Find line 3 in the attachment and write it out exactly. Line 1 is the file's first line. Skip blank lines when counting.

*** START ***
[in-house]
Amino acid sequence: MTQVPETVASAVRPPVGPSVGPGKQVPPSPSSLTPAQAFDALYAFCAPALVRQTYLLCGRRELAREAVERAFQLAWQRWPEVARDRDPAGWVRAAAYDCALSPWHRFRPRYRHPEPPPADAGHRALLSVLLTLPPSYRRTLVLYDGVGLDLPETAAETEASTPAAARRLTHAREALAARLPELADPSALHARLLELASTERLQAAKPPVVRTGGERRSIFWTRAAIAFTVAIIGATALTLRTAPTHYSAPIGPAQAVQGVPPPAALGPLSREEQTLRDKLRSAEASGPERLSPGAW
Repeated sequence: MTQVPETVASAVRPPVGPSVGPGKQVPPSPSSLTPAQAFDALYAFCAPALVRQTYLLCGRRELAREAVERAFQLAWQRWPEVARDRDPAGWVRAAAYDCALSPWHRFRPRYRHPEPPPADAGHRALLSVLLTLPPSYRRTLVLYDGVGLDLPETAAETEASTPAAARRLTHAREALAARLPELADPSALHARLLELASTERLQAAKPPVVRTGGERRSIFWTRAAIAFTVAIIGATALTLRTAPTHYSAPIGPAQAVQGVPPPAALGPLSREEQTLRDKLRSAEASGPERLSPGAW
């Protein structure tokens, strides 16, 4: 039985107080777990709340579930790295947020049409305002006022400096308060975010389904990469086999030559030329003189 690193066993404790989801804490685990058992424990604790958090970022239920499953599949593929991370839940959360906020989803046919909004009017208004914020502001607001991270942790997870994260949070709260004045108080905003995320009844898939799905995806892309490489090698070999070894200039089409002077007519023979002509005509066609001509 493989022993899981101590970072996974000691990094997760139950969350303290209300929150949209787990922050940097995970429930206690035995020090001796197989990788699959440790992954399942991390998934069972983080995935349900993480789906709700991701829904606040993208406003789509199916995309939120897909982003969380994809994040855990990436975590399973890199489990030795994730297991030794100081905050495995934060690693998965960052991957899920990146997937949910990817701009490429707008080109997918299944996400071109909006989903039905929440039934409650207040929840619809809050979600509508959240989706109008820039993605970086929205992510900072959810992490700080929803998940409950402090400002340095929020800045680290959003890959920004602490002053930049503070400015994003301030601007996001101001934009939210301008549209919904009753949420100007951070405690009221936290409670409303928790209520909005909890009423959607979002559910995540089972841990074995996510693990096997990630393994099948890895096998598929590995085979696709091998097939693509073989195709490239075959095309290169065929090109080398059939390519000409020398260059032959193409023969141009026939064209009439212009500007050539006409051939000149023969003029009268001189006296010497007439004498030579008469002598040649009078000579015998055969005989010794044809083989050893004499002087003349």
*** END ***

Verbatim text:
Repeated sequence: MTQVPETVASAVRPPVGPSVGPGKQVPPSPSSLTPAQAFDALYAFCAPALVRQTYLLCGRRELAREAVERAFQLAWQRWPEVARDRDPAGWVRAAAYDCALSPWHRFRPRYRHPEPPPADAGHRALLSVLLTLPPSYRRTLVLYDGVGLDLPETAAETEASTPAAARRLTHAREALAARLPELADPSALHARLLELASTERLQAAKPPVVRTGGERRSIFWTRAAIAFTVAIIGATALTLRTAPTHYSAPIGPAQAVQGVPPPAALGPLSREEQTLRDKLRSAEASGPERLSPGAW